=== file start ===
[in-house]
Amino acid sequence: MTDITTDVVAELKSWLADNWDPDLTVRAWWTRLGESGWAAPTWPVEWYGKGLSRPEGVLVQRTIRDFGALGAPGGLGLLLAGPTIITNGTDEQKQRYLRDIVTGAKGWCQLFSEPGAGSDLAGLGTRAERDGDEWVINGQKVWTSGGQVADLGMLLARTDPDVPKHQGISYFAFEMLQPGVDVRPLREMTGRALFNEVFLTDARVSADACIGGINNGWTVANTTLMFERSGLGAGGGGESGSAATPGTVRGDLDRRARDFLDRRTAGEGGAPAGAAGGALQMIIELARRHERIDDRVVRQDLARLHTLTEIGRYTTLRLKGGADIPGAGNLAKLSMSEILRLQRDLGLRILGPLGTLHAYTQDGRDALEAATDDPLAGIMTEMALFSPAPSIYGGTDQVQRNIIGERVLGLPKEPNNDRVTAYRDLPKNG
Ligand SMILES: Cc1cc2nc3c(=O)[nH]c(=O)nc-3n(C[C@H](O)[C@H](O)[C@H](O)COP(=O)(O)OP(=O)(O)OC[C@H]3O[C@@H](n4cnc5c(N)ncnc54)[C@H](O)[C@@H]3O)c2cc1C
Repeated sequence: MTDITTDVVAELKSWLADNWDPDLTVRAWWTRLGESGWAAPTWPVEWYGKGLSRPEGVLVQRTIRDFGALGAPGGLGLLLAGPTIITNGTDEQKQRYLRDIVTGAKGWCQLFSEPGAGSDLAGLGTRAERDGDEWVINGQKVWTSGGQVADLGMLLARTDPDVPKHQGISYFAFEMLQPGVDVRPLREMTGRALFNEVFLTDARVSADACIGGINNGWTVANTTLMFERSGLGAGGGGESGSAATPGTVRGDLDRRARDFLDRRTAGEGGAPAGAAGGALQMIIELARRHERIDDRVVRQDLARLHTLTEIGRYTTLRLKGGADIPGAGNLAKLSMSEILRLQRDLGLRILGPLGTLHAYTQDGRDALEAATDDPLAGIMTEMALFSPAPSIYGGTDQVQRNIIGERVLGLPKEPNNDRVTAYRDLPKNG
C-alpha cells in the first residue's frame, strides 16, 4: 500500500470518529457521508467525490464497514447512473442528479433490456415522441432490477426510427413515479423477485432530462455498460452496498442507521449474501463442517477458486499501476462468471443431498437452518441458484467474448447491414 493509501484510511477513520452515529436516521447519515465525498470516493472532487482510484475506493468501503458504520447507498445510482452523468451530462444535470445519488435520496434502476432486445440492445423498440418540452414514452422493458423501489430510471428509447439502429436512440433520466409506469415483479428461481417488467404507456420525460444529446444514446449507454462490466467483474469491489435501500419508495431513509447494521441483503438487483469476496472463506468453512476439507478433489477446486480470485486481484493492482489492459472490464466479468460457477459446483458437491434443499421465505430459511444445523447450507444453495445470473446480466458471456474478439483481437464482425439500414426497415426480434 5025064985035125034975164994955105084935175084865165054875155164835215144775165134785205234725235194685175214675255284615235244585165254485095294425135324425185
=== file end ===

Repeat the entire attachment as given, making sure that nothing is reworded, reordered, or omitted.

[in-house]
Amino acid sequence: MTDITTDVVAELKSWLADNWDPDLTVRAWWTRLGESGWAAPTWPVEWYGKGLSRPEGVLVQRTIRDFGALGAPGGLGLLLAGPTIITNGTDEQKQRYLRDIVTGAKGWCQLFSEPGAGSDLAGLGTRAERDGDEWVINGQKVWTSGGQVADLGMLLARTDPDVPKHQGISYFAFEMLQPGVDVRPLREMTGRALFNEVFLTDARVSADACIGGINNGWTVANTTLMFERSGLGAGGGGESGSAATPGTVRGDLDRRARDFLDRRTAGEGGAPAGAAGGALQMIIELARRHERIDDRVVRQDLARLHTLTEIGRYTTLRLKGGADIPGAGNLAKLSMSEILRLQRDLGLRILGPLGTLHAYTQDGRDALEAATDDPLAGIMTEMALFSPAPSIYGGTDQVQRNIIGERVLGLPKEPNNDRVTAYRDLPKNG
Ligand SMILES: Cc1cc2nc3c(=O)[nH]c(=O)nc-3n(C[C@H](O)[C@H](O)[C@H](O)COP(=O)(O)OP(=O)(O)OC[C@H]3O[C@@H](n4cnc5c(N)ncnc54)[C@H](O)[C@@H]3O)c2cc1C
Repeated sequence: MTDITTDVVAELKSWLADNWDPDLTVRAWWTRLGESGWAAPTWPVEWYGKGLSRPEGVLVQRTIRDFGALGAPGGLGLLLAGPTIITNGTDEQKQRYLRDIVTGAKGWCQLFSEPGAGSDLAGLGTRAERDGDEWVINGQKVWTSGGQVADLGMLLARTDPDVPKHQGISYFAFEMLQPGVDVRPLREMTGRALFNEVFLTDARVSADACIGGINNGWTVANTTLMFERSGLGAGGGGESGSAATPGTVRGDLDRRARDFLDRRTAGEGGAPAGAAGGALQMIIELARRHERIDDRVVRQDLARLHTLTEIGRYTTLRLKGGADIPGAGNLAKLSMSEILRLQRDLGLRILGPLGTLHAYTQDGRDALEAATDDPLAGIMTEMALFSPAPSIYGGTDQVQRNIIGERVLGLPKEPNNDRVTAYRDLPKNG
C-alpha cells in the first residue's frame, strides 16, 4: 500500500470518529457521508467525490464497514447512473442528479433490456415522441432490477426510427413515479423477485432530462455498460452496498442507521449474501463442517477458486499501476462468471443431498437452518441458484467474448447491414 493509501484510511477513520452515529436516521447519515465525498470516493472532487482510484475506493468501503458504520447507498445510482452523468451530462444535470445519488435520496434502476432486445440492445423498440418540452414514452422493458423501489430510471428509447439502429436512440433520466409506469415483479428461481417488467404507456420525460444529446444514446449507454462490466467483474469491489435501500419508495431513509447494521441483503438487483469476496472463506468453512476439507478433489477446486480470485486481484493492482489492459472490464466479468460457477459446483458437491434443499421465505430459511444445523447450507444453495445470473446480466458471456474478439483481437464482425439500414426497415426480434 5025064985035125034975164994955105084935175084865165054875155164835215144775165134785205234725235194685175214675255284615235244585165254485095294425135324425185